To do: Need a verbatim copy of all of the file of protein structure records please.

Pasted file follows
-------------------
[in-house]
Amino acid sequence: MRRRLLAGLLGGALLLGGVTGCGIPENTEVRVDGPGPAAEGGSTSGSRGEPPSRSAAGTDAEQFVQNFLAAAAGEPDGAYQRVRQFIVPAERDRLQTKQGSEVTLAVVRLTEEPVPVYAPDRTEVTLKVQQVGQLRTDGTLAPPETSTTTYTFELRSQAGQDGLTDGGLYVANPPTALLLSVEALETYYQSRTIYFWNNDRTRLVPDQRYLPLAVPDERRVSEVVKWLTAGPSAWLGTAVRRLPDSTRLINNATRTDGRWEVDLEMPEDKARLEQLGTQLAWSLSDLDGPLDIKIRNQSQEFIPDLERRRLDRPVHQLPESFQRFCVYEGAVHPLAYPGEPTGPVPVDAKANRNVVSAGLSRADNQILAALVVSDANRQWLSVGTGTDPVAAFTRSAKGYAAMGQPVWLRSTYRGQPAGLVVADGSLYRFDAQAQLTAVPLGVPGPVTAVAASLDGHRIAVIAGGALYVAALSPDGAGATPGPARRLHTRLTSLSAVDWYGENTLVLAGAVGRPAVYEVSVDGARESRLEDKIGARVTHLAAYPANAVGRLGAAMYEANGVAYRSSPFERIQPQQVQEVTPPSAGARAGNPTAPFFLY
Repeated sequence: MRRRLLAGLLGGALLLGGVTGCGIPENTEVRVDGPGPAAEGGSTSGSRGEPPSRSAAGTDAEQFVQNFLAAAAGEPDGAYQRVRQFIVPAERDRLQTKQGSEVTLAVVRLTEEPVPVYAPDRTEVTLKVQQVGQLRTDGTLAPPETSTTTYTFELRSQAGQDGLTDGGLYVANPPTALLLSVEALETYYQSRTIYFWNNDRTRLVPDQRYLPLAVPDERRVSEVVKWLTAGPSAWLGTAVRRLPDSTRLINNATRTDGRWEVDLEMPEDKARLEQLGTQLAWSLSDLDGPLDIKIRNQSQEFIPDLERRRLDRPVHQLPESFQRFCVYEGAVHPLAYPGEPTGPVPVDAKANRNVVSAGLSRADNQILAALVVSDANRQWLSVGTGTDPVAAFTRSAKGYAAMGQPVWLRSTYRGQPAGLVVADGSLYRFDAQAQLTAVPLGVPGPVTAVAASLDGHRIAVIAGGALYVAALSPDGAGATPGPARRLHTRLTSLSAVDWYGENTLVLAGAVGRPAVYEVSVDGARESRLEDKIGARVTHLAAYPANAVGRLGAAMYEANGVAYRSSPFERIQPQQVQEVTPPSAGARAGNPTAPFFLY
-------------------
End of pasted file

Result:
[in-house]
Amino acid sequence: MRRRLLAGLLGGALLLGGVTGCGIPENTEVRVDGPGPAAEGGSTSGSRGEPPSRSAAGTDAEQFVQNFLAAAAGEPDGAYQRVRQFIVPAERDRLQTKQGSEVTLAVVRLTEEPVPVYAPDRTEVTLKVQQVGQLRTDGTLAPPETSTTTYTFELRSQAGQDGLTDGGLYVANPPTALLLSVEALETYYQSRTIYFWNNDRTRLVPDQRYLPLAVPDERRVSEVVKWLTAGPSAWLGTAVRRLPDSTRLINNATRTDGRWEVDLEMPEDKARLEQLGTQLAWSLSDLDGPLDIKIRNQSQEFIPDLERRRLDRPVHQLPESFQRFCVYEGAVHPLAYPGEPTGPVPVDAKANRNVVSAGLSRADNQILAALVVSDANRQWLSVGTGTDPVAAFTRSAKGYAAMGQPVWLRSTYRGQPAGLVVADGSLYRFDAQAQLTAVPLGVPGPVTAVAASLDGHRIAVIAGGALYVAALSPDGAGATPGPARRLHTRLTSLSAVDWYGENTLVLAGAVGRPAVYEVSVDGARESRLEDKIGARVTHLAAYPANAVGRLGAAMYEANGVAYRSSPFERIQPQQVQEVTPPSAGARAGNPTAPFFLY
Repeated sequence: MRRRLLAGLLGGALLLGGVTGCGIPENTEVRVDGPGPAAEGGSTSGSRGEPPSRSAAGTDAEQFVQNFLAAAAGEPDGAYQRVRQFIVPAERDRLQTKQGSEVTLAVVRLTEEPVPVYAPDRTEVTLKVQQVGQLRTDGTLAPPETSTTTYTFELRSQAGQDGLTDGGLYVANPPTALLLSVEALETYYQSRTIYFWNNDRTRLVPDQRYLPLAVPDERRVSEVVKWLTAGPSAWLGTAVRRLPDSTRLINNATRTDGRWEVDLEMPEDKARLEQLGTQLAWSLSDLDGPLDIKIRNQSQEFIPDLERRRLDRPVHQLPESFQRFCVYEGAVHPLAYPGEPTGPVPVDAKANRNVVSAGLSRADNQILAALVVSDANRQWLSVGTGTDPVAAFTRSAKGYAAMGQPVWLRSTYRGQPAGLVVADGSLYRFDAQAQLTAVPLGVPGPVTAVAASLDGHRIAVIAGGALYVAALSPDGAGATPGPARRLHTRLTSLSAVDWYGENTLVLAGAVGRPAVYEVSVDGARESRLEDKIGARVTHLAAYPANAVGRLGAAMYEANGVAYRSSPFERIQPQQVQEVTPPSAGARAGNPTAPFFLY